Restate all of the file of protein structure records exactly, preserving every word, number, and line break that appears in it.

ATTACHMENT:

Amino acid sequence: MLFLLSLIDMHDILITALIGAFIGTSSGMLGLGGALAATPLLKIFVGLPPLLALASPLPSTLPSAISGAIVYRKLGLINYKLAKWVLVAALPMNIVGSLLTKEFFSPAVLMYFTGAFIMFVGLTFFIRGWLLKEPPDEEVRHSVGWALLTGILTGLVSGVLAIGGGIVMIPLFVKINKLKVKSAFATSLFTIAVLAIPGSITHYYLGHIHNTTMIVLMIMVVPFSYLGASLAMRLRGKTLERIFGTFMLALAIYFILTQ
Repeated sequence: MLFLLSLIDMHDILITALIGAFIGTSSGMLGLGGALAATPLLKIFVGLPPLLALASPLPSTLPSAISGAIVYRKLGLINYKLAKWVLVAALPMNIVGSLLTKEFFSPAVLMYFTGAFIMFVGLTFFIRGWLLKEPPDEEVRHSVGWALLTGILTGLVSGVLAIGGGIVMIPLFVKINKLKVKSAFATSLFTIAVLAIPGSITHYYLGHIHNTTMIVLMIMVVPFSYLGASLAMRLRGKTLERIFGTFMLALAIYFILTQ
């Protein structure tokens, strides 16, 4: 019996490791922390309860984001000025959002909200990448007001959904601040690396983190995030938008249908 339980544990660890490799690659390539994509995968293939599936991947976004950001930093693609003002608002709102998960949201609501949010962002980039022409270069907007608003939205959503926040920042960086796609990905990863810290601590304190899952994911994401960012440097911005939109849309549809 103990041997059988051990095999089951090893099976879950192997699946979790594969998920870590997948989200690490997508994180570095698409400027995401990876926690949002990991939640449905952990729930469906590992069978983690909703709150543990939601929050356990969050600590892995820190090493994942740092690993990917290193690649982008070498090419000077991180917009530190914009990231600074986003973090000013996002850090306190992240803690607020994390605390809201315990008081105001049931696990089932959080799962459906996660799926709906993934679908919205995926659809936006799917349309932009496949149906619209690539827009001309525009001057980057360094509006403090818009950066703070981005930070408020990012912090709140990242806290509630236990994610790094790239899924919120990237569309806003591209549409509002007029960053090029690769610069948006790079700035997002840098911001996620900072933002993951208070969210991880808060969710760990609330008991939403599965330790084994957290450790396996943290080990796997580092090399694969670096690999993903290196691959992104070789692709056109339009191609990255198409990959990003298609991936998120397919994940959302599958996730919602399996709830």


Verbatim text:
Amino acid sequence: MLFLLSLIDMHDILITALIGAFIGTSSGMLGLGGALAATPLLKIFVGLPPLLALASPLPSTLPSAISGAIVYRKLGLINYKLAKWVLVAALPMNIVGSLLTKEFFSPAVLMYFTGAFIMFVGLTFFIRGWLLKEPPDEEVRHSVGWALLTGILTGLVSGVLAIGGGIVMIPLFVKINKLKVKSAFATSLFTIAVLAIPGSITHYYLGHIHNTTMIVLMIMVVPFSYLGASLAMRLRGKTLERIFGTFMLALAIYFILTQ
Repeated sequence: MLFLLSLIDMHDILITALIGAFIGTSSGMLGLGGALAATPLLKIFVGLPPLLALASPLPSTLPSAISGAIVYRKLGLINYKLAKWVLVAALPMNIVGSLLTKEFFSPAVLMYFTGAFIMFVGLTFFIRGWLLKEPPDEEVRHSVGWALLTGILTGLVSGVLAIGGGIVMIPLFVKINKLKVKSAFATSLFTIAVLAIPGSITHYYLGHIHNTTMIVLMIMVVPFSYLGASLAMRLRGKTLERIFGTFMLALAIYFILTQ
């Protein structure tokens, strides 16, 4: 019996490791922390309860984001000025959002909200990448007001959904601040690396983190995030938008249908 339980544990660890490799690659390539994509995968293939599936991947976004950001930093693609003002608002709102998960949201609501949010962002980039022409270069907007608003939205959503926040920042960086796609990905990863810290601590304190899952994911994401960012440097911005939109849309549809 103990041997059988051990095999089951090893099976879950192997699946979790594969998920870590997948989200690490997508994180570095698409400027995401990876926690949002990991939640449905952990729930469906590992069978983690909703709150543990939601929050356990969050600590892995820190090493994942740092690993990917290193690649982008070498090419000077991180917009530190914009990231600074986003973090000013996002850090306190992240803690607020994390605390809201315990008081105001049931696990089932959080799962459906996660799926709906993934679908919205995926659809936006799917349309932009496949149906619209690539827009001309525009001057980057360094509006403090818009950066703070981005930070408020990012912090709140990242806290509630236990994610790094790239899924919120990237569309806003591209549409509002007029960053090029690769610069948006790079700035997002840098911001996620900072933002993951208070969210991880808060969710760990609330008991939403599965330790084994957290450790396996943290080990796997580092090399694969670096690999993903290196691959992104070789692709056109339009191609990255198409990959990003298609991936998120397919994940959302599958996730919602399996709830």